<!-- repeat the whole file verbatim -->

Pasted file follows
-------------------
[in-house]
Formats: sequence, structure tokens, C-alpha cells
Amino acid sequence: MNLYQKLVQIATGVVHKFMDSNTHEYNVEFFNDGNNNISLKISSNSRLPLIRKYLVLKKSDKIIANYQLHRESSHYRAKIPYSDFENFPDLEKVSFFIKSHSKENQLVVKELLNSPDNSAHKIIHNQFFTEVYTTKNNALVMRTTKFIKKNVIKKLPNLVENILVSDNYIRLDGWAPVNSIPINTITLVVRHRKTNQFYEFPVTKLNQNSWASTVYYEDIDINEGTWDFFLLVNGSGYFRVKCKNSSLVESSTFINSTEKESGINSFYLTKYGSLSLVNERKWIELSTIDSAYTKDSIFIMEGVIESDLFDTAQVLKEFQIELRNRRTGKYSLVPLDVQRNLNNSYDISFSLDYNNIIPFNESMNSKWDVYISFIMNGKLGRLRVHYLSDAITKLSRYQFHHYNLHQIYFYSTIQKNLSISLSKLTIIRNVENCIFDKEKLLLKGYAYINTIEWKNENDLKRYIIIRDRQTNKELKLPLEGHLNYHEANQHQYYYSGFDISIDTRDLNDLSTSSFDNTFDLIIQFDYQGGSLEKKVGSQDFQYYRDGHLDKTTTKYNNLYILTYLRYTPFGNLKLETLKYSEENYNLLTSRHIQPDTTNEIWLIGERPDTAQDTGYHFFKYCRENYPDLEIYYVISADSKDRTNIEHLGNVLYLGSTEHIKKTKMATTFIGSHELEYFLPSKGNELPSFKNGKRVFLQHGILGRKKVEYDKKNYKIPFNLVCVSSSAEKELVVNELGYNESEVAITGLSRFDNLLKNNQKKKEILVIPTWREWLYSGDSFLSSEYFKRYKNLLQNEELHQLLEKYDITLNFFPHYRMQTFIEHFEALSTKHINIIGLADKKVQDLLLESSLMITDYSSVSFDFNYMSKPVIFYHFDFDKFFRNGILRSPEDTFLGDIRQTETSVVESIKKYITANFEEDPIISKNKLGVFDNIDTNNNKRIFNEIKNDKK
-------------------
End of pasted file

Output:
[in-house]
Formats: sequence, structure tokens, C-alpha cells
Amino acid sequence: MNLYQKLVQIATGVVHKFMDSNTHEYNVEFFNDGNNNISLKISSNSRLPLIRKYLVLKKSDKIIANYQLHRESSHYRAKIPYSDFENFPDLEKVSFFIKSHSKENQLVVKELLNSPDNSAHKIIHNQFFTEVYTTKNNALVMRTTKFIKKNVIKKLPNLVENILVSDNYIRLDGWAPVNSIPINTITLVVRHRKTNQFYEFPVTKLNQNSWASTVYYEDIDINEGTWDFFLLVNGSGYFRVKCKNSSLVESSTFINSTEKESGINSFYLTKYGSLSLVNERKWIELSTIDSAYTKDSIFIMEGVIESDLFDTAQVLKEFQIELRNRRTGKYSLVPLDVQRNLNNSYDISFSLDYNNIIPFNESMNSKWDVYISFIMNGKLGRLRVHYLSDAITKLSRYQFHHYNLHQIYFYSTIQKNLSISLSKLTIIRNVENCIFDKEKLLLKGYAYINTIEWKNENDLKRYIIIRDRQTNKELKLPLEGHLNYHEANQHQYYYSGFDISIDTRDLNDLSTSSFDNTFDLIIQFDYQGGSLEKKVGSQDFQYYRDGHLDKTTTKYNNLYILTYLRYTPFGNLKLETLKYSEENYNLLTSRHIQPDTTNEIWLIGERPDTAQDTGYHFFKYCRENYPDLEIYYVISADSKDRTNIEHLGNVLYLGSTEHIKKTKMATTFIGSHELEYFLPSKGNELPSFKNGKRVFLQHGILGRKKVEYDKKNYKIPFNLVCVSSSAEKELVVNELGYNESEVAITGLSRFDNLLKNNQKKKEILVIPTWREWLYSGDSFLSSEYFKRYKNLLQNEELHQLLEKYDITLNFFPHYRMQTFIEHFEALSTKHINIIGLADKKVQDLLLESSLMITDYSSVSFDFNYMSKPVIFYHFDFDKFFRNGILRSPEDTFLGDIRQTETSVVESIKKYITANFEEDPIISKNKLGVFDNIDTNNNKRIFNEIKNDKK